Paul on board the Venice Simplon-Orient-Express train
Posted: 17 November 2015
“I am travelling on the Orient-Express”. Just uttering these words at a dinner party and you see people’s eyes glaze over as they imagine a voyage of sophistication and service from a bygone era. Just as mine did when a trip on the Venice Simplon-Orient-Express went to the top of my own wish list.
Travelling back from Venice recently on this iconic train was a once-in-a-lifetime experience and trip I had been longing to do. And often, when expectations are so high, the reality doesn’t quite live up to them. In this case, I needn’t have worried. The journey from end to end was a sublime blend of stunning surroundings, impeccable service and sensational cuisine. My one reservation was that the journey would be stuffy, a little rigid. However, despite the strict dress code (no jeans allowed here), the staff comprised unique, friendly characters and my fellow passengers were as excited as me and wanted to share their reason for travelling, so in reality, it was a very relaxed and fun experience.
I travelled from Venice to London, the route very often overlooked. However, having done it, I would recommend northbound every time for one simple reason. At the start of any Elegant Resorts holiday, you're so excited that this gets you through the airport and flight. But on the way home, it is quite a different story! As I stood outside Belmond Hotel Cipriani with my fellow passengers to be, there was a real buzz about what was to come. Going home had never been so highly anticipated – to some, the holiday in Venice was purely the appetiser.
Climbing the steps into the carriage of the luxurious train, stretching nearly a quarter of a mile in length, you can see that they have been lovingly restored to provide sleeper accommodation, three individual Dining Cars and, of course, the Piano Bar. The accommodation comes in three sizes: single, double or deluxe. The first is for a solo traveller and offers a single seat-come-bed, whilst the double has bunk beds at night time. Both are compact, but a triumph of form and function – bijou, but offering in-cabin sinks and luggage space (hand luggage only is allowed on the train, hold luggage is kept elsewhere for the journey), a Champagne flute and a large window, perfect for enjoying the ever-changing scenery. But for those wanting something more spacious, two cabins interconnect cleverly and offer two seats that convert to beds (in other words, no bunks and more floor space). I spent my time relaxing in my cabin watching the stunning scenery roll by, reading and enjoying a day without wi-fi-induced interruptions, delighting at the first Afternoon Tea and enjoying breakfast in bed.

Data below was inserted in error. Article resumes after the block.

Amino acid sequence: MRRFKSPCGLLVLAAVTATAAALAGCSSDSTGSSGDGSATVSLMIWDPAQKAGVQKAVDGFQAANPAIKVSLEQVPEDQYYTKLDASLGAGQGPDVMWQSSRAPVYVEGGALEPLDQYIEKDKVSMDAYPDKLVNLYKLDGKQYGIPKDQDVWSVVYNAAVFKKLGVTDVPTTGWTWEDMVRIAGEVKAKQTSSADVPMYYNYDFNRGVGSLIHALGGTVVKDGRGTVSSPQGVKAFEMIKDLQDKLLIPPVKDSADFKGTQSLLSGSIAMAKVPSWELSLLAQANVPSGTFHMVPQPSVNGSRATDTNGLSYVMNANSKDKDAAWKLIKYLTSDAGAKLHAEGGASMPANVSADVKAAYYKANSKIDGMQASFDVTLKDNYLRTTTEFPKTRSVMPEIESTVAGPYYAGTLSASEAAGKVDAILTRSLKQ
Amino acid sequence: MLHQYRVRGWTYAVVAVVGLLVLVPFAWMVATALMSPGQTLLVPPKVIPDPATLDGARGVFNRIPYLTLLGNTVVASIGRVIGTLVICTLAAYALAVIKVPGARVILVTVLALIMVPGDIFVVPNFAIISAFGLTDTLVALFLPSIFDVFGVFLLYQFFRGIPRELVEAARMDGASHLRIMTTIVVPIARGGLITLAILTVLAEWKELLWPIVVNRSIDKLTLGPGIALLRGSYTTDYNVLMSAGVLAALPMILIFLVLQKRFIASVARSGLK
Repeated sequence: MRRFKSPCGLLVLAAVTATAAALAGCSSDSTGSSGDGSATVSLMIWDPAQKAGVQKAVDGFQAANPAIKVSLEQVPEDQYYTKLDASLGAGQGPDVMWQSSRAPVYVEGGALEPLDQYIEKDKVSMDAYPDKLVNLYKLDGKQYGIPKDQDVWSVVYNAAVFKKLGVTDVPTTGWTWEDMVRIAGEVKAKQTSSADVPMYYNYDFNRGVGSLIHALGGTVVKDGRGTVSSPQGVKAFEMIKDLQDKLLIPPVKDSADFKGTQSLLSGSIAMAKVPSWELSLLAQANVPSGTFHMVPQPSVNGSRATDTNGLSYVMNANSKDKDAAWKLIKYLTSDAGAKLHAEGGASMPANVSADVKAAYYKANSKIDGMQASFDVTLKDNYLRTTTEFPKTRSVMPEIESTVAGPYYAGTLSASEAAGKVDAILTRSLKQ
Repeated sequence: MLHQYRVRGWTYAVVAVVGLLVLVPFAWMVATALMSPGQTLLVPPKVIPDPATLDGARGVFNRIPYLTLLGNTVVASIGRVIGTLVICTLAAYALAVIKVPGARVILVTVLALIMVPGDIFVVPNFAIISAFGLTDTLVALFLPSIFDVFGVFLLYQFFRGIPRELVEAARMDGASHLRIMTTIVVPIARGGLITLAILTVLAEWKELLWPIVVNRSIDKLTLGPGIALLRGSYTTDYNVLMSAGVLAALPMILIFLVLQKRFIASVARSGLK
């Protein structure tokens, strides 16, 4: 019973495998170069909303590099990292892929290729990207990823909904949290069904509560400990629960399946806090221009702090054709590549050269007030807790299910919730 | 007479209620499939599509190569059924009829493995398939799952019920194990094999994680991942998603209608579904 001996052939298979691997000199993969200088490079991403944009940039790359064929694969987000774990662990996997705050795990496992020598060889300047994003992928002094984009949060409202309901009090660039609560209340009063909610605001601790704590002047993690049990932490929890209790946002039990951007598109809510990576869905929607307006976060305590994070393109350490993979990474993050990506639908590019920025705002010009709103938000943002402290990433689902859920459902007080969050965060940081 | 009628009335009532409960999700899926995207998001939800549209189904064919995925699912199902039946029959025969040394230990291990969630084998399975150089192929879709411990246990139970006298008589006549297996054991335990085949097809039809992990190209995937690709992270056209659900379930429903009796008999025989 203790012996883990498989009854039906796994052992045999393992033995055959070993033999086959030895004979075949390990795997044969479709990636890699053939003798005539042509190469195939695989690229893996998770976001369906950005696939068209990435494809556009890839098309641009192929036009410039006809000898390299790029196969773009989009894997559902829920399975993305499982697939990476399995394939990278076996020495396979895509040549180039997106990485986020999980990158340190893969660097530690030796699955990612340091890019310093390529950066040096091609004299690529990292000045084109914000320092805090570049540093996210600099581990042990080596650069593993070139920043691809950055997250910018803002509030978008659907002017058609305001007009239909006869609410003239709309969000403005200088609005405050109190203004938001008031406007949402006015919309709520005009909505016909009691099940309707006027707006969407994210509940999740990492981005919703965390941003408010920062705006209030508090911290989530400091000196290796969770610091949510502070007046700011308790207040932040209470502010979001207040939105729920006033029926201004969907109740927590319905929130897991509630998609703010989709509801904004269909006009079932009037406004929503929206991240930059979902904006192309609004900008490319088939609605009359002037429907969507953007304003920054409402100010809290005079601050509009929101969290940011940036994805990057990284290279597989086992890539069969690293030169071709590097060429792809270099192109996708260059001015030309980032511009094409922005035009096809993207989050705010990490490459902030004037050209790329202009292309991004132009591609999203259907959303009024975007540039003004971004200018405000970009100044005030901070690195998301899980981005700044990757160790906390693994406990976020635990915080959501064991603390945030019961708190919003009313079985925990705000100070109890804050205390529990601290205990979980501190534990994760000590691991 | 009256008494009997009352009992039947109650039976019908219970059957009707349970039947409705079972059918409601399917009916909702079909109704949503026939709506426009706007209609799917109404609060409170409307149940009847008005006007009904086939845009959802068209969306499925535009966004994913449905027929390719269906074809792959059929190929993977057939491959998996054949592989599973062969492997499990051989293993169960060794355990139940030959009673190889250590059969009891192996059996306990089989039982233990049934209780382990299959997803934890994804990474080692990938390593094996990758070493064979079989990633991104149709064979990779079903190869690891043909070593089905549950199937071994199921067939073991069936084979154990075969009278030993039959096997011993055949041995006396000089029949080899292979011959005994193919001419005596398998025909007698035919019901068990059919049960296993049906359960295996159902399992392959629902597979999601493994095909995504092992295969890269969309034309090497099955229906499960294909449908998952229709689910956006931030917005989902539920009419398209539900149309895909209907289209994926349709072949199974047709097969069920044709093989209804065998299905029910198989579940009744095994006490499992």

Dining is a major component of the Orient-Express experience, and the three meals you enjoy on board are sensational and even more incredible after I popped my head into one of the two galley kitchens to see the dishes being prepared. To think of the delights that are created in such a small space is nothing less than mind blowing, with my personal highlight being the smoked salmon and scrambled egg, followed by lobster. It would have been criminal not to wash it down with a glass of Champagne! As darkness fell and we rolled on through the Alps, I got dressed up in black-tie and emerged from my cabin for dinner. The advice, “You can never be too overdressed for the Orient-Express” was spot on. My personal favourite was the Japanese lady in her full Kimono, but everyone made an effort. After dinner you must not miss heading to the Piano Bar, where the Steinway ivories harmonise with the excited babble of fellow passengers. Over a cocktail or two, people were sharing their experiences with loved ones or new-found friends, before retiring to their cabins, which had been magically transformed into bedrooms.
The following day we carried on through the rolling countryside of France to Calais, where we bade a fond farewell to the train. A luxury coach took us through the Channel Tunnel and, after a couple of hours we were back in Blighty, stood at a station as the British Pullman drew up for our final leg. On board, a mouthwatering Afternoon Tea was served as we headed lazily into London. During, approximately, the past thirty hours, we had been transported back in time to the Golden Age of Travel: from the busy waterways of Venice, to the hubbub of modern London. So, should the Venice Simplon-Orient-Express be on your wish list? Absolutely! A once-in-a-lifetime journey? Well, you need to decide for yourself. However, I will certainly be back on board one day.